South African herd - about 4 megapixels


This is a shot, from 2006, taken with a 6-megapixel APS Canon 300D with a Canon 28-300mm zoom at 300mm, at 1/800th, at f5.6 and ISO 200.  It’s been cropped to allow the full width of the frame, but with the distant plain, sky, and foreground cut away, so it’s actually about 4.3 megapixels’ worth of picture (3072 x 1413 pixels).

It’s shown here, reduced by about two-and-a-third times to fit this page, and with its filesize compressed from 6 megabytes to only 856 kilobytes so that it loads here quickly. 

It’s been mildly edited in the very simple Apple ‘iPhoto’ program as shown here, to the right:

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The glaring whites, or brightness, is reduced (..that’s the right-hand ‘Levels‘ slider..) and the edge contrast (..‘Definition’..) has been increased, and the Shadows have been lightened very slightly ( about 17%).

That leaves just over 4 megapixels‘ worth of photo.

And here’s a 0.2 megapixels‘ worth of 100% crop from that:    

So this small crop (above) at 544 x 352 pixels is about 0.2 megapixels’ worth in total.  That’s ONE FIFTH OF A MEGAPIXEL.  But its SHARPNESS, or its detail, depend upon the quality of the LENS which was used to shoot it, as well as the processing algorithms used in the camera, and those used in any editing software which delivers the final image, and assumes a fast enough shutter speed - and / or extra stabilisation - to avoid any shake or blur.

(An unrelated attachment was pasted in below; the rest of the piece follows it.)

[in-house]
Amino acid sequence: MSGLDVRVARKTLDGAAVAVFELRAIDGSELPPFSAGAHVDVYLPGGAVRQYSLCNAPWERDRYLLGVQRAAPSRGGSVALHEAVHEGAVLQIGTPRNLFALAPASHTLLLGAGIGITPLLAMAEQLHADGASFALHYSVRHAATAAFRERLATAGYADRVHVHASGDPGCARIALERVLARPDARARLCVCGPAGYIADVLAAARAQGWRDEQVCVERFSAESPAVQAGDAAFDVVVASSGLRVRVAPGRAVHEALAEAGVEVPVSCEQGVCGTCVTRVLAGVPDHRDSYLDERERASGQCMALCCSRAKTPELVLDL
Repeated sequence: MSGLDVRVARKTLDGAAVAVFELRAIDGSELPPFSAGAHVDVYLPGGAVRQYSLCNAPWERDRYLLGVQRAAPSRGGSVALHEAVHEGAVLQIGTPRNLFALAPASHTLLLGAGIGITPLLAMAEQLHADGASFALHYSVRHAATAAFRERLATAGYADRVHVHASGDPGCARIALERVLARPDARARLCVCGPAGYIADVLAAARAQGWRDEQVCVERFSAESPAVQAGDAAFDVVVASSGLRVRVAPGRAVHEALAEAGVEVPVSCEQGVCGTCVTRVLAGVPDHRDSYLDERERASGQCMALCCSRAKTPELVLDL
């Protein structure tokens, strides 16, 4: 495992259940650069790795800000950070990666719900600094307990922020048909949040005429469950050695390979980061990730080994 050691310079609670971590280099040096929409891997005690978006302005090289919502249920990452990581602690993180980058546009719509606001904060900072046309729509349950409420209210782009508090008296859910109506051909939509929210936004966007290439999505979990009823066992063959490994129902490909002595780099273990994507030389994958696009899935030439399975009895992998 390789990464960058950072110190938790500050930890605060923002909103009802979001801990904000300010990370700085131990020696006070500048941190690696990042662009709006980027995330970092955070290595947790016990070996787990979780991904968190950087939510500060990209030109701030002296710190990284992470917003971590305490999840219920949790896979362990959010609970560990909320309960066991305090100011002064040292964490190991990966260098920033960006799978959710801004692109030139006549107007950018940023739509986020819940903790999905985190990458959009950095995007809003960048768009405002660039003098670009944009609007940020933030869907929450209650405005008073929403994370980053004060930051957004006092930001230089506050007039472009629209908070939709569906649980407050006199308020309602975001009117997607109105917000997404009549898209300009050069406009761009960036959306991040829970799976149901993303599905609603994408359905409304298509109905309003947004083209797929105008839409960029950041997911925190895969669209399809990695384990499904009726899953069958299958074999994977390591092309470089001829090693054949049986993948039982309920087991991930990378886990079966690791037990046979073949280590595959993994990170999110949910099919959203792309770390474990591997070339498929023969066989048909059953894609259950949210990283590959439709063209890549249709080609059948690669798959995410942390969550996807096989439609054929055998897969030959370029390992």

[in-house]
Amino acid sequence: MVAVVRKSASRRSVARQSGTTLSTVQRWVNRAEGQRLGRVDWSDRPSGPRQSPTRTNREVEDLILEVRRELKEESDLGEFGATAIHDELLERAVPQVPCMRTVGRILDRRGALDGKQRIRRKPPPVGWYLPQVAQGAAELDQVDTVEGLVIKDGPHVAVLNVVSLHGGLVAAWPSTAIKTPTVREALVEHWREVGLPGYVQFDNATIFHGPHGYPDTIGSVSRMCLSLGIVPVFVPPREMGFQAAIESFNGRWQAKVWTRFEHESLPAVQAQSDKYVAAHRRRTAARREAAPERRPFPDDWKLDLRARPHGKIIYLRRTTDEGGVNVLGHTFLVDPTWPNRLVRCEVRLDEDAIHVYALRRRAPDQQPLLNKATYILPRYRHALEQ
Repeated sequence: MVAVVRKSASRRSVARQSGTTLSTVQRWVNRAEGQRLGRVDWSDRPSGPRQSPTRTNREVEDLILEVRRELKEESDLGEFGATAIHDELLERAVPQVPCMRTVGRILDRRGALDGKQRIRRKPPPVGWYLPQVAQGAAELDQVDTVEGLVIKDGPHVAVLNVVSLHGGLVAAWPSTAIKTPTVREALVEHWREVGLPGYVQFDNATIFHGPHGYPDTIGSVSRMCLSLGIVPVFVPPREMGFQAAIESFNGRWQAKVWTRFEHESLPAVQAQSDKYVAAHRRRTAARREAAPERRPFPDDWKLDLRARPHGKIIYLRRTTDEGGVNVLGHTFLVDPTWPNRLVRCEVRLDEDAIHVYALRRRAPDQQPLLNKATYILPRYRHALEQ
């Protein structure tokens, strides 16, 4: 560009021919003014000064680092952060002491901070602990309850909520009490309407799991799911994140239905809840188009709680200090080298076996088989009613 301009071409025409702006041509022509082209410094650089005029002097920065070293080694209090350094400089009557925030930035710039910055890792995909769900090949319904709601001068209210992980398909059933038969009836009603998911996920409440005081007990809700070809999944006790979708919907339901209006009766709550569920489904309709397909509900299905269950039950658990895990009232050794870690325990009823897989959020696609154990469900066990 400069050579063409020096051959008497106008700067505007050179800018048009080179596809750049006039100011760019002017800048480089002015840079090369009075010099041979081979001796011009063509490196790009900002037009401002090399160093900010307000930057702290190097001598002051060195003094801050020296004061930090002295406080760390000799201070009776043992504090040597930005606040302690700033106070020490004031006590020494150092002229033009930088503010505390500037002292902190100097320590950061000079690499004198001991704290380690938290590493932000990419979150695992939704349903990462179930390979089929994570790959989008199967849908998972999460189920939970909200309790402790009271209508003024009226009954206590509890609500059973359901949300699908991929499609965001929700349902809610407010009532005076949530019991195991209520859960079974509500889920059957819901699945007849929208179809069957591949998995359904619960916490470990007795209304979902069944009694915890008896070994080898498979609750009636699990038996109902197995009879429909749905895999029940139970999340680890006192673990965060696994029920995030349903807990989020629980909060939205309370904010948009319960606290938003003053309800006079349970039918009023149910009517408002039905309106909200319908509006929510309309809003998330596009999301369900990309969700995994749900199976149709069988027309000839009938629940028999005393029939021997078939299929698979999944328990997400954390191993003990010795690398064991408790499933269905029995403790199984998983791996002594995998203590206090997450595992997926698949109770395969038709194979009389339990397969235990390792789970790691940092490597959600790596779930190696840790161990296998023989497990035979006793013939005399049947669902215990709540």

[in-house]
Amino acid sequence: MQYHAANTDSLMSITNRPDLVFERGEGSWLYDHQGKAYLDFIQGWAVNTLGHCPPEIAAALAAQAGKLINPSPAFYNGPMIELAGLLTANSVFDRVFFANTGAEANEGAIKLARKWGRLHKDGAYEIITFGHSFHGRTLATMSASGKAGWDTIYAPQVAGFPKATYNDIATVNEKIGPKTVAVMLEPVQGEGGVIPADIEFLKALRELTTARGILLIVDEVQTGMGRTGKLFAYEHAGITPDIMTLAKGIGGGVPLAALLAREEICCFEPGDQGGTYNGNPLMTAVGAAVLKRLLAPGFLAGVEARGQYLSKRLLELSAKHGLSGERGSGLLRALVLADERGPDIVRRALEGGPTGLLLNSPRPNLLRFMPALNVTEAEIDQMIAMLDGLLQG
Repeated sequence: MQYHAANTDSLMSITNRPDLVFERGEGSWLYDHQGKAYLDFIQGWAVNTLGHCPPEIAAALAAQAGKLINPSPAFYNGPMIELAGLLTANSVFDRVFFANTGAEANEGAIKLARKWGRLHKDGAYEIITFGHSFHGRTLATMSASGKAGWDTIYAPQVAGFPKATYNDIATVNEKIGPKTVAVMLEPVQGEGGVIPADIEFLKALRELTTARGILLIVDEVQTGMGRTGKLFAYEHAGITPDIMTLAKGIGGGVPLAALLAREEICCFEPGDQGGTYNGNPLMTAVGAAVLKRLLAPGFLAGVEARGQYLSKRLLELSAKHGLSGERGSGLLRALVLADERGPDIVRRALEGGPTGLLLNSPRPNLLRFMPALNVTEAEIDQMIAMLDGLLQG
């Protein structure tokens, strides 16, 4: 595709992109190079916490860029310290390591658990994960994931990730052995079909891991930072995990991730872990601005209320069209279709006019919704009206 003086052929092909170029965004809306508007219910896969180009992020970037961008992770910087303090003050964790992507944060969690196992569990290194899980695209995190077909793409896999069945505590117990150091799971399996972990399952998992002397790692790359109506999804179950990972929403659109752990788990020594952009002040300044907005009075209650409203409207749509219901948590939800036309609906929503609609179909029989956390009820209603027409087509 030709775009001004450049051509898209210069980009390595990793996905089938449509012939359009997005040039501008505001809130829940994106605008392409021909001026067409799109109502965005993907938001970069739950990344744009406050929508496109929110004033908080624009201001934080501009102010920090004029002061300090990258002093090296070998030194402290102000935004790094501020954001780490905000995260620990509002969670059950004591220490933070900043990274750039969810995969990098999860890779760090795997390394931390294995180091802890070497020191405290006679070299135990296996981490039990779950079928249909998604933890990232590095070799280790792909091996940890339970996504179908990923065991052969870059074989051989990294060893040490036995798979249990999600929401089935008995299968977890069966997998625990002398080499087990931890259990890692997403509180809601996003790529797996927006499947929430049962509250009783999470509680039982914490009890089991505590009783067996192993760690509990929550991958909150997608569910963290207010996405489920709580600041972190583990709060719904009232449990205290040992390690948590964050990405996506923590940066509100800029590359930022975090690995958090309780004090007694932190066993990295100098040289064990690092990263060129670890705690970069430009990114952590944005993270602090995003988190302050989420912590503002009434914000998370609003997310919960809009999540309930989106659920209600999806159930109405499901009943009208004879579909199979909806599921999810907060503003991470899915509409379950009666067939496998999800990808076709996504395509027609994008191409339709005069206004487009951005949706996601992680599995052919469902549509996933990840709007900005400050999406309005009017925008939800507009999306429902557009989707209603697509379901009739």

But for 0.2 megapixels it looks pretty acceptable ( me, anyway..) here on this web page.  Its quality isn’t dependent so much on its number of pixels - at least, not on a computer screen (a top-of-the-line 4K screen delivers only 8 megapixels maximum capability, so any greater pixel count than that just isn’t visible) as on the  quality of the original lens, the quality of the camera’s own conversion of different amounts of white light received on its Red, Green and Blue sensor photosites, into a human-comprehensible picture, oh, and plus the characteristics of any editing software which has been used.

Have a look at the 2 megapixel image, Picture F, six images down from the top on this page: